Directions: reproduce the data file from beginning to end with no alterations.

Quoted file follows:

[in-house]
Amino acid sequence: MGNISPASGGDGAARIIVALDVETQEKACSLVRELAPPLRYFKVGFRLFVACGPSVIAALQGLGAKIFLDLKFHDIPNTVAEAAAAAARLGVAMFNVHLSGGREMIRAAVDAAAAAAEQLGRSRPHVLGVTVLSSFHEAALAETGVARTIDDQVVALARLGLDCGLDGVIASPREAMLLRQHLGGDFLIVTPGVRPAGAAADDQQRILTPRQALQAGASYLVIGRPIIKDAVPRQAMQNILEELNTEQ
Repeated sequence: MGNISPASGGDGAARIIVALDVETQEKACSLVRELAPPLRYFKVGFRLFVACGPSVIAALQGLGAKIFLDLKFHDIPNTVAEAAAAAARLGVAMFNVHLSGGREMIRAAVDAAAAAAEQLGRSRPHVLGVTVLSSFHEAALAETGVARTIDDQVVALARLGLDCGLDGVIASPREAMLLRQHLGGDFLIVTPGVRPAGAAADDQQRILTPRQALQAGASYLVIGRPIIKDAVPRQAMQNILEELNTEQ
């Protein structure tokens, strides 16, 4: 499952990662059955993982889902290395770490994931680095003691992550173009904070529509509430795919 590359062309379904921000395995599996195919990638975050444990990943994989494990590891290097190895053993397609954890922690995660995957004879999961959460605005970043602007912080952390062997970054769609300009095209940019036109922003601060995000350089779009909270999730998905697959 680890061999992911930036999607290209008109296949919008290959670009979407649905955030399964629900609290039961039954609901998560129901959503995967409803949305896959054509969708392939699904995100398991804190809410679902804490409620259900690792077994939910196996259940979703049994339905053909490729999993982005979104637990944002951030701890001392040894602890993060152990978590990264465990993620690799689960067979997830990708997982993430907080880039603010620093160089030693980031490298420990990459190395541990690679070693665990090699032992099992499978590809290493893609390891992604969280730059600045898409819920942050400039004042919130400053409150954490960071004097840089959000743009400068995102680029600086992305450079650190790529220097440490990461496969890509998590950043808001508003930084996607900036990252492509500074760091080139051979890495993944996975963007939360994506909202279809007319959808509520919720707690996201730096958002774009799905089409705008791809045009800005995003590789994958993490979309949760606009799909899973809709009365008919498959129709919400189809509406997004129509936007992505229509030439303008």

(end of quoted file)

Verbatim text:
[in-house]
Amino acid sequence: MGNISPASGGDGAARIIVALDVETQEKACSLVRELAPPLRYFKVGFRLFVACGPSVIAALQGLGAKIFLDLKFHDIPNTVAEAAAAAARLGVAMFNVHLSGGREMIRAAVDAAAAAAEQLGRSRPHVLGVTVLSSFHEAALAETGVARTIDDQVVALARLGLDCGLDGVIASPREAMLLRQHLGGDFLIVTPGVRPAGAAADDQQRILTPRQALQAGASYLVIGRPIIKDAVPRQAMQNILEELNTEQ
Repeated sequence: MGNISPASGGDGAARIIVALDVETQEKACSLVRELAPPLRYFKVGFRLFVACGPSVIAALQGLGAKIFLDLKFHDIPNTVAEAAAAAARLGVAMFNVHLSGGREMIRAAVDAAAAAAEQLGRSRPHVLGVTVLSSFHEAALAETGVARTIDDQVVALARLGLDCGLDGVIASPREAMLLRQHLGGDFLIVTPGVRPAGAAADDQQRILTPRQALQAGASYLVIGRPIIKDAVPRQAMQNILEELNTEQ
């Protein structure tokens, strides 16, 4: 499952990662059955993982889902290395770490994931680095003691992550173009904070529509509430795919 590359062309379904921000395995599996195919990638975050444990990943994989494990590891290097190895053993397609954890922690995660995957004879999961959460605005970043602007912080952390062997970054769609300009095209940019036109922003601060995000350089779009909270999730998905697959 680890061999992911930036999607290209008109296949919008290959670009979407649905955030399964629900609290039961039954609901998560129901959503995967409803949305896959054509969708392939699904995100398991804190809410679902804490409620259900690792077994939910196996259940979703049994339905053909490729999993982005979104637990944002951030701890001392040894602890993060152990978590990264465990993620690799689960067979997830990708997982993430907080880039603010620093160089030693980031490298420990990459190395541990690679070693665990090699032992099992499978590809290493893609390891992604969280730059600045898409819920942050400039004042919130400053409150954490960071004097840089959000743009400068995102680029600086992305450079650190790529220097440490990461496969890509998590950043808001508003930084996607900036990252492509500074760091080139051979890495993944996975963007939360994506909202279809007319959808509520919720707690996201730096958002774009799905089409705008791809045009800005995003590789994958993490979309949760606009799909899973809709009365008919498959129709919400189809509406997004129509936007992505229509030439303008």